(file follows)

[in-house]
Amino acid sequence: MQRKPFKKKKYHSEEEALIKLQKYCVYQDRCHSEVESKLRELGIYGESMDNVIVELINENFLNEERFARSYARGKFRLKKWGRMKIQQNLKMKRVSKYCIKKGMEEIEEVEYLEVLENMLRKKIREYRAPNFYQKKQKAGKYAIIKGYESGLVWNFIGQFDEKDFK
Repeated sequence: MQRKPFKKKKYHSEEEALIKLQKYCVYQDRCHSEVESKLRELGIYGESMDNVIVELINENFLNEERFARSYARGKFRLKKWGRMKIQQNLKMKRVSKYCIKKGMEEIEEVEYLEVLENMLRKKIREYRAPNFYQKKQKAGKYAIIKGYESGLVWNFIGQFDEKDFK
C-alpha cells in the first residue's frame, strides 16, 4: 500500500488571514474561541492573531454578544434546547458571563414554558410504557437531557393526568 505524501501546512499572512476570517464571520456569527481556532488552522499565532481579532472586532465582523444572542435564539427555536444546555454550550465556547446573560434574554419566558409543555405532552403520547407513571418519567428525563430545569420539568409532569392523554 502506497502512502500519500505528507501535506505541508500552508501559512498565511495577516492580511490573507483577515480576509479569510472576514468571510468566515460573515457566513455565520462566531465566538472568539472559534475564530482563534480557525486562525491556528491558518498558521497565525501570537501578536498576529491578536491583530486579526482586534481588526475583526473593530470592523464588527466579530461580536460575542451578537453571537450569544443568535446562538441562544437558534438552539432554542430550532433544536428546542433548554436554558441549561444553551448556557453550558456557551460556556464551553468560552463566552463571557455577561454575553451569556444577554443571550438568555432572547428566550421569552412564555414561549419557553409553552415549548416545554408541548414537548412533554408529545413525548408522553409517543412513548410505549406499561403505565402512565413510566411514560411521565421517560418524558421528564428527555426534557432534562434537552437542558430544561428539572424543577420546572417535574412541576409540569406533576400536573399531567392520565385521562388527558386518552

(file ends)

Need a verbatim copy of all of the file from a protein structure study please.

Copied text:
[in-house]
Amino acid sequence: MQRKPFKKKKYHSEEEALIKLQKYCVYQDRCHSEVESKLRELGIYGESMDNVIVELINENFLNEERFARSYARGKFRLKKWGRMKIQQNLKMKRVSKYCIKKGMEEIEEVEYLEVLENMLRKKIREYRAPNFYQKKQKAGKYAIIKGYESGLVWNFIGQFDEKDFK
Repeated sequence: MQRKPFKKKKYHSEEEALIKLQKYCVYQDRCHSEVESKLRELGIYGESMDNVIVELINENFLNEERFARSYARGKFRLKKWGRMKIQQNLKMKRVSKYCIKKGMEEIEEVEYLEVLENMLRKKIREYRAPNFYQKKQKAGKYAIIKGYESGLVWNFIGQFDEKDFK
C-alpha cells in the first residue's frame, strides 16, 4: 500500500488571514474561541492573531454578544434546547458571563414554558410504557437531557393526568 505524501501546512499572512476570517464571520456569527481556532488552522499565532481579532472586532465582523444572542435564539427555536444546555454550550465556547446573560434574554419566558409543555405532552403520547407513571418519567428525563430545569420539568409532569392523554 502506497502512502500519500505528507501535506505541508500552508501559512498565511495577516492580511490573507483577515480576509479569510472576514468571510468566515460573515457566513455565520462566531465566538472568539472559534475564530482563534480557525486562525491556528491558518498558521497565525501570537501578536498576529491578536491583530486579526482586534481588526475583526473593530470592523464588527466579530461580536460575542451578537453571537450569544443568535446562538441562544437558534438552539432554542430550532433544536428546542433548554436554558441549561444553551448556557453550558456557551460556556464551553468560552463566552463571557455577561454575553451569556444577554443571550438568555432572547428566550421569552412564555414561549419557553409553552415549548416545554408541548414537548412533554408529545413525548408522553409517543412513548410505549406499561403505565402512565413510566411514560411521565421517560418524558421528564428527555426534557432534562434537552437542558430544561428539572424543577420546572417535574412541576409540569406533576400536573399531567392520565385521562388527558386518552